QJSex: Kink events

So you’re going to a kink event – or maybe you’re thinking about it. Maybe you want to get a little more information on what it actually means. In the future, I’ll go over some basic points on what to expect and how to behave at kink events. This first entry is on public events.

How can I tell if it’s public? If it doesn’t require an invitation, and you can find information on it online or on a poster, it’s probably public. That means it’s similar in concept to other club events in terms of venue (a bar, dancefloor, mingling), except with kink!

Public events vary greatly: some are more like mixers, some are huge and theatrical, and some are a little more dungeon-like. You can probably tell what the event will be like by how it’s advertised. What’s certain is that public events are not sex parties, and you won’t see people having sex.

There will likely be performances. Some are shows: burlesque, belly dancing, drag, fashion, snake charming, and some are kink scenes. A “scene” is the activity negotiated by a top and bottom (impact play, fire, electricity, suspension, needles, bondage, etc.,) which is “performed” at the event.

Although this is performance, it’s also actual play. How extreme this is varies a ton, but usually at public events nothing too crazy is going on. That said, there will likely be people in pain and there will likely be people being dominated and/or degraded. If you’re uncomfortable, go check something else out, and try not to be judgmental.

No one will pressure you to participate. It actually isn’t that easy to get involved. A lot of people go to these events already knowing who they’re going to play with that night. People certainly meet one another over the course of the night and decide to play together, but it can be tough if you don’t already know somebody going in who can vouch for you. Trust is really important, and for the most part you need to have a conversation or two before jumping in. But that isn’t to say you can’t ask! Newbies are welcome, and you might get a shot at something if you’re keen. Talk to some people first, and have patience if it doesn’t happen right away. Also, notice the badass looking people carrying around duffel bags and suitcases? Those are filled with toys – floggers, whips, dragon tails, ropes, ball gags, canes, riding crops etc. As a dom, you have to bring your own equipment, so it isn’t for public use.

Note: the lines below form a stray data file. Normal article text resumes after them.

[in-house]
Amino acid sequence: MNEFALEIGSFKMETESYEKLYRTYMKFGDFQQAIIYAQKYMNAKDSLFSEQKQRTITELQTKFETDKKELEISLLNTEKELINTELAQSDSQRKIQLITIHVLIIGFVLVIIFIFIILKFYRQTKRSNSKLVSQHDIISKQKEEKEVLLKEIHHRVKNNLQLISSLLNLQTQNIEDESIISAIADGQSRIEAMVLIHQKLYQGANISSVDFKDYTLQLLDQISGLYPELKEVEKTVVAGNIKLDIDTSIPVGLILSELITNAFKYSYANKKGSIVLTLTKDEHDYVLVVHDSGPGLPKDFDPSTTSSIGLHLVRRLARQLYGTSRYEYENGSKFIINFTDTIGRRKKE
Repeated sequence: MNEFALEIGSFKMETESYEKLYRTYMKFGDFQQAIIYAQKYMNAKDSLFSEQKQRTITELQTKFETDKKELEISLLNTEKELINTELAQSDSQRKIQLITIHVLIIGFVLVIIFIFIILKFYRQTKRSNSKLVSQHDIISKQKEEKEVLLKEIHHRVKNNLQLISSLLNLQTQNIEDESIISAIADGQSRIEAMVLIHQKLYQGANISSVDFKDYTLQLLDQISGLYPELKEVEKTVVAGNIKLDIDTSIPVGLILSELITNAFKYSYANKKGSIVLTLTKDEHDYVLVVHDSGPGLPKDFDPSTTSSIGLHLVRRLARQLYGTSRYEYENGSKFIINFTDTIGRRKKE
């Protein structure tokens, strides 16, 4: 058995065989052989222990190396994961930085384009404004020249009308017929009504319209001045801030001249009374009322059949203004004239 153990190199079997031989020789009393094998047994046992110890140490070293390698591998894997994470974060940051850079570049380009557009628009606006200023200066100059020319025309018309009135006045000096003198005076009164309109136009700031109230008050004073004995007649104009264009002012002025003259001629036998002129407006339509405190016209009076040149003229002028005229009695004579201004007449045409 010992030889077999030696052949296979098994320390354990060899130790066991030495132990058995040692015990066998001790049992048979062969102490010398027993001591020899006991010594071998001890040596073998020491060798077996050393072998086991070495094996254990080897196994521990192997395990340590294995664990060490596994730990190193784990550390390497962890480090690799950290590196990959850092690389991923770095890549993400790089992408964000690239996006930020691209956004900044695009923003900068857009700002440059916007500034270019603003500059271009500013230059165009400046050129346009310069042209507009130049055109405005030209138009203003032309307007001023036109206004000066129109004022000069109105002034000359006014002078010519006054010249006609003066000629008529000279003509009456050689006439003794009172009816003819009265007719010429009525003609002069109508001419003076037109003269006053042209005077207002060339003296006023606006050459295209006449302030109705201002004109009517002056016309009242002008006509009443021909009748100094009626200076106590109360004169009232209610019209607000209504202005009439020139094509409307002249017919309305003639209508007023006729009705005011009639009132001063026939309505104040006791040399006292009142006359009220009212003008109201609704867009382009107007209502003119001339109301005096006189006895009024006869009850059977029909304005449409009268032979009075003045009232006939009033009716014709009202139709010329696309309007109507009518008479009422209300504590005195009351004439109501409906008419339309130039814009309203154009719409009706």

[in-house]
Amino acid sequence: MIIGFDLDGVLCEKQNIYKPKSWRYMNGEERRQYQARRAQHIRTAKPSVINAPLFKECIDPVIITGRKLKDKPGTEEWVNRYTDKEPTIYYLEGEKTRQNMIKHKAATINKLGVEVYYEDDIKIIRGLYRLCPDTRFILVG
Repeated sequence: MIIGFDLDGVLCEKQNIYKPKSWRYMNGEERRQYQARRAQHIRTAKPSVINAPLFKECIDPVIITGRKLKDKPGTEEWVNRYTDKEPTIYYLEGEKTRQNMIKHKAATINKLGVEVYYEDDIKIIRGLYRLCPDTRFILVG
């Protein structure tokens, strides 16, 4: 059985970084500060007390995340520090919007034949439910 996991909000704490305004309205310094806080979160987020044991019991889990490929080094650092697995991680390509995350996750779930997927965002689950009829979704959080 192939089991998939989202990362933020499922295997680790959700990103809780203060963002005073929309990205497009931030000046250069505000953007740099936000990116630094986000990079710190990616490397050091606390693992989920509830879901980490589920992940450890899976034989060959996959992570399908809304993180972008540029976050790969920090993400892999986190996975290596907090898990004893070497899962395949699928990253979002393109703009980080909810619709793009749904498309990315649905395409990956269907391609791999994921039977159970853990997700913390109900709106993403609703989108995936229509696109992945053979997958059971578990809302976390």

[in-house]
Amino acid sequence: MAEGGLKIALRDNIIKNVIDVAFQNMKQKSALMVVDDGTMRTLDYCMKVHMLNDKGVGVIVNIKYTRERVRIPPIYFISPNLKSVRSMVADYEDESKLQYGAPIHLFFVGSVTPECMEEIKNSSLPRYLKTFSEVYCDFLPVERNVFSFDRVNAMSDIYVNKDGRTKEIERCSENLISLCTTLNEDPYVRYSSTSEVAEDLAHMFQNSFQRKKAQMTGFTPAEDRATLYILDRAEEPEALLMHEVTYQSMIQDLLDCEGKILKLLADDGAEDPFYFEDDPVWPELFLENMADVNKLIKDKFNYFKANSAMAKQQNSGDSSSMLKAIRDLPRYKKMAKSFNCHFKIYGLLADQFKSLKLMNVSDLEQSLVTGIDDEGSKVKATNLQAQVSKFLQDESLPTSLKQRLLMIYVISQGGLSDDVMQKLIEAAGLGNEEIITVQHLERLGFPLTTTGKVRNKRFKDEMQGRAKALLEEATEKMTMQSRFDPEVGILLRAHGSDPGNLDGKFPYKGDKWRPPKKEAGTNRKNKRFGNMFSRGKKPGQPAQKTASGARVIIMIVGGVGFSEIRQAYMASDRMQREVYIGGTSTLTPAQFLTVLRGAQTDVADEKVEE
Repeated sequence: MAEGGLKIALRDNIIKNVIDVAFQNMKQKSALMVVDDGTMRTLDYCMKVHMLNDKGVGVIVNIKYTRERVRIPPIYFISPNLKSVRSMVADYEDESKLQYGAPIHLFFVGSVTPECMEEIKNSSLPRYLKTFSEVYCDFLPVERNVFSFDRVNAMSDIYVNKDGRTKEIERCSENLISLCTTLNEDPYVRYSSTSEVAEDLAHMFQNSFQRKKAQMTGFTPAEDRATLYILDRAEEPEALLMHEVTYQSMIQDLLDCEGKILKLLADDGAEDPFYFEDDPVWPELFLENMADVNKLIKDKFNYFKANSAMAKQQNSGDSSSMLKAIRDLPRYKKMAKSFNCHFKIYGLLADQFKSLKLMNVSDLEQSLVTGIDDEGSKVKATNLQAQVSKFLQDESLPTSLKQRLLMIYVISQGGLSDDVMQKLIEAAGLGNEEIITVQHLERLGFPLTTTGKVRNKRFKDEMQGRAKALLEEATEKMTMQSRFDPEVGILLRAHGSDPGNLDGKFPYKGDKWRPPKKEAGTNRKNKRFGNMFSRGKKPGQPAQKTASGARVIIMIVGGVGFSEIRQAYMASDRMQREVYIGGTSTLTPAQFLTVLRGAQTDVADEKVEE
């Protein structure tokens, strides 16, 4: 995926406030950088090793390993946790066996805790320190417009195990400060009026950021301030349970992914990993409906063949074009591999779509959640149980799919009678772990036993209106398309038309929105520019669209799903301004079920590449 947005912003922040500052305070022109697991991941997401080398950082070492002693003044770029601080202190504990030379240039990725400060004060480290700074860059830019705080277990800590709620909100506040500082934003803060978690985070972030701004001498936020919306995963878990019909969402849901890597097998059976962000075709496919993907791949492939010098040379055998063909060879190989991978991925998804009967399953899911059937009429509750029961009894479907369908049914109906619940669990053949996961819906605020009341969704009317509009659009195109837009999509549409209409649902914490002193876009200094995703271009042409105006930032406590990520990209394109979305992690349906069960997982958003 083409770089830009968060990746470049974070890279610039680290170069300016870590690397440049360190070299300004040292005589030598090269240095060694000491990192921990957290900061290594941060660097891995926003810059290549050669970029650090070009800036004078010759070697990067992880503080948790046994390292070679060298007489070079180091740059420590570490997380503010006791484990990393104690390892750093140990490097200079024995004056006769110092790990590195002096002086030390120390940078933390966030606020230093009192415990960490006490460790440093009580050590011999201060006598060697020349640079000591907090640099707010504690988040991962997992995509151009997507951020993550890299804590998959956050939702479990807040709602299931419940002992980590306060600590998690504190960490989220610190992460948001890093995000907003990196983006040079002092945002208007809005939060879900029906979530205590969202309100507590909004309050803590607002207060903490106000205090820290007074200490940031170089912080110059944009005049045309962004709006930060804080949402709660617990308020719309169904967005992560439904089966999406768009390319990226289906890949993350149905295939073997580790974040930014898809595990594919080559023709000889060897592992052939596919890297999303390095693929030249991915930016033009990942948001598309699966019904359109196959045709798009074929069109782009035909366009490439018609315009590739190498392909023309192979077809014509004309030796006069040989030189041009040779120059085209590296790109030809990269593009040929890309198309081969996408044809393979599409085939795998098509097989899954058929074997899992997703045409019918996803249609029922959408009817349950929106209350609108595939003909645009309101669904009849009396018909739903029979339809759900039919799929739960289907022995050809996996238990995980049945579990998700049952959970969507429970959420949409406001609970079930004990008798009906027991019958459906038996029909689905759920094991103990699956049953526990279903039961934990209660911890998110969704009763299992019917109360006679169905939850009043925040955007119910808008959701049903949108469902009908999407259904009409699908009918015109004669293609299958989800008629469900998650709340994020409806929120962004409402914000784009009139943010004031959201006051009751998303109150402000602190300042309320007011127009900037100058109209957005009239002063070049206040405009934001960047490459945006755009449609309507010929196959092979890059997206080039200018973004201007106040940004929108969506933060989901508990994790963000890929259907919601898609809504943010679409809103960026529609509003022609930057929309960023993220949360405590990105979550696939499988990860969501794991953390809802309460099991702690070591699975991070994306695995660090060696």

It’s totally cool to watch. For the most part, anyone performing at a kink event loves the spotlight. A sure sign that you’re doing a good job is attracting a crowd, so don’t be shy to stand around and explore your voyeuristic side. That said, it’s definitely not cool to interfere. The activities going on can be dangerous, and you don’t want to break anyone’s concentration or physically get in the way.

Off-stage: there will probably still be kinky activity going on, and lots of kinky clothing. You’re likely to see people leashed and collared, bound and gagged, doing a little foot worship etc. This isn’t acting, and it isn’t costume. Some engage in this on a casual basis, and some live it 24/7. It’s best not to make assumptions. It is, however, considered respectful to address a Dom/Top before their sub/bottom. People often have rules. Don’t think it strange if a person wearing a collar refuses to speak to you - you never know when someone is being punished!

Dress code: some events are strict on this, and some are totally not. A domina once told me that it’s a matter of respect – people put tons of time and money into their outfits, so you shouldn’t show up in sweatpants. She also said if you’re in doubt, or aren’t comfortable, just wear black. If you are going to pull out the stops, the sky is the limit. Typical looks include goth, cyberpunk, victorian, military, schoolgirl/boy, animals, anime, latex, drag, medical…really anything you find fun or sexy is fair game. Waist up nudity is common. Maybe not walking around, but subs generally shed some fabric before getting strapped in.

Intoxication: as with any bar/club event, people will be drinking, but probably less than usual. It’s pretty frowned upon to drink and play – a lot of people have a zero tolerance policy on that. That said, if you aren’t playing, feel free to do as you will.

Have fun! At the end of the day, this is an opportunity to meet some nice people and learn something new. Kinky people are generally welcoming, open and love to talk about their experiences. So have a conversation, feel sexy, maybe have a dance, get a piercing (just kidding!) or have a drink. Just relax, be friendly, show respect at all times, and you’ll do fine.


All final editorial decisions are made by the Editor(s)-in-Chief and/or the Managing Editor. Authors should not be contacted, targeted, or harassed under any circumstances. If you have any grievances with this article, please direct your comments to journal_editors@ams.queensu.ca.

When commenting, be considerate and respectful of writers and fellow commenters. Try to stay on topic. Spam and comments that are hateful or discriminatory will be deleted. Our full commenting policy can be read here.